Grants create community-engaged opportunities for students

The Office of Engagement Initiatives has awarded nearly $840,000 to 21 teams of faculty and community partners that are integrating community engagement into majors and minors across the university.

The 2018–19 Engaged Curriculum Grant teams include more community partners and Cornell departments than ever before – 77 and 48, respectively. Fourteen projects include partners from New York state communities – from Rochester to Ithaca to New York City – while seven projects include international partners.

“Infusing community engagement into the curriculum is a key way for all Cornell students to engage with local and global communities,” said Katherine McComas, vice provost for engagement and land-grant affairs. “We’re especially excited that a quarter of this year’s projects provide opportunities for first- and second-year students. Many current community-engaged learning courses are open to upperclassmen and graduate students, so it’s wonderful to support increased opportunities for all students to engage with communities.”

Applications for Engaged Curriculum Grants and other Engaged Cornell funding for faculty, staff and students are now open.

Funded projects for 2018–19:

  • Applied Mathematics in Action: Transforming the applied math curriculum to prepare students for diverse career paths solving real-world problems.
  • Biomedical Engineering for Rural Health Care: Developing a student exchange program with a college in Tanzania to spur the design of accurate, reliable and robust medical equipment that works in multiple contexts.
  • Community-Engaged Learning in Emerging Economies: Partnering with entrepreneurs, nongovernmental organizations, universities and rural communities in developing countries to tackle challenges in business, agriculture and natural resource management.
  • Dyson Performance Learning Lab: Working with Tompkins County partners to cultivating socially responsible business leaders prepared to solve global development challenges.
  • Engaged Learning for International Migration: Conducting research projects in the field and developing strategies that will help improve conditions for immigrant farmworkers (renewal).
  • Engaged Performance: Creating opportunities for engagement, cultural outreach and community building through music (renewal).
  • Engineering Puerto Rico’s Infrastructure: Using community-engaged engineering to design for resilience during Puerto Rico’s reconstruction.
  • Equitable eEngagement: Developing a strategy for high-quality online university-community engagement.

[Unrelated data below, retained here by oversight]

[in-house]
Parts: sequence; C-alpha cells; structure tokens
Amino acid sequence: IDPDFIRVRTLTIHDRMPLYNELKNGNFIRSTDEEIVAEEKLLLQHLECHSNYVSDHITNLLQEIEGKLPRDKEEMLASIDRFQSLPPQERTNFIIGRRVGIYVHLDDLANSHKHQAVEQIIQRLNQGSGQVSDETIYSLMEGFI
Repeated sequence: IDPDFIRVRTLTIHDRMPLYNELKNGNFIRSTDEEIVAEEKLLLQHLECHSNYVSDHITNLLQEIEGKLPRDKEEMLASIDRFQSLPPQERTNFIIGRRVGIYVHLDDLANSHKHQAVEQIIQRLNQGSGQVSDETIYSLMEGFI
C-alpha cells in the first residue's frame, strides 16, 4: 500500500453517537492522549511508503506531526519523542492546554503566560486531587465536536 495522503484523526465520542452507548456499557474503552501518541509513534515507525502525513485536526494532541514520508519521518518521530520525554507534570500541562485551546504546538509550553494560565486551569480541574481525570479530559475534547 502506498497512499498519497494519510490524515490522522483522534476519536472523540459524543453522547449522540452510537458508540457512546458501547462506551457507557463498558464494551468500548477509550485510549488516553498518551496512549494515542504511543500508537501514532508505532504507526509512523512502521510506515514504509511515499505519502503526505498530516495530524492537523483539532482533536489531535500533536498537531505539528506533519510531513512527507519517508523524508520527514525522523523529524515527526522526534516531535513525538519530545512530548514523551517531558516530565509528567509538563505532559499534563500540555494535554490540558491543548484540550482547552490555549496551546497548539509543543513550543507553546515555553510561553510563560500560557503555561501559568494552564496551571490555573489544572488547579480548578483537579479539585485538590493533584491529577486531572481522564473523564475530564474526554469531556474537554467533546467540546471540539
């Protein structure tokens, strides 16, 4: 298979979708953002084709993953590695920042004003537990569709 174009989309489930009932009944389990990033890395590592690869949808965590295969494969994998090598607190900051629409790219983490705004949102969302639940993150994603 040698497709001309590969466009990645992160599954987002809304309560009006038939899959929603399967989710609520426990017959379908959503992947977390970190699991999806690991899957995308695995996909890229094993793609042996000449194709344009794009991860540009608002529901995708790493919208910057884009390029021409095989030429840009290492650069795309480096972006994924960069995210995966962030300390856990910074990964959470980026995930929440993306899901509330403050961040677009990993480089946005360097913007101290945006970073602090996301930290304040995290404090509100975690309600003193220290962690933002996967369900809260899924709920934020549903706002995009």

• Food Systems for Global Health: Exploring challenges and providing solutions to food system issues that touch every part of the globe (renewal).
  • Global and Public Health Sciences Major: Reaching underserved communities with health prevention and treatment information through a major that promotes cultural sensitivity and community engagement (renewal).
  • Learning Through Advocacy: Mobilizing students to combat the consequences of unemployment in the community through legal advocacy.
  • Interdisciplinary Tax Services for Low-Income Immigrants: Training accounting and law students to assist low-income immigrant taxpayers in their taxation and legal needs (renewal).
  • Minor and Internship Program in Health, Hospitality and Design: Creating a sustainable and healthy future through a minor and internship program that promotes design innovation, research and community engagement (renewal).
  • Minor in Applied Science Communication and Public Engagement: Preparing students to be socially engaged scientists and expanding the pool of experienced science communicators working with local organizations.
  • Peace Building in Conflict Regions: Engaging with reconciliation and development efforts in Israel and the Palestinian territories and sub-Saharan Africa.
  • Policy and the Science of Climate Change: Bringing students to United Nations negotiations on climate change policy.
  • Promoting Engineering Communication and Materials Science and Engineering: Educating high school students about materials science and engineering through a nationally distributed learning module and a community outreach course (renewal).
  • Remaking the City: Introducing information science students to the technological challenges faced by community organizations in New York City.
  • Seed to Supper: Working with central New York addressing hunger and food security issues directly through student-supported community gardening advocacy (renewal).
  • Taking America’s Pulse: Teaching students advanced survey methods and analysis through a national opinion poll.
  • Theater and Climate Change: Bringing local stories to the stage to illustrate the cultural impact of climate change on Finger Lakes communities (renewal).

Ashlee McGandy is content strategist in the Office of Engagement Initiatives.

This article also appeared in the Cornell Chronicle.

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		 Katherine McComas, vice provost for engagement and land-grant affairs.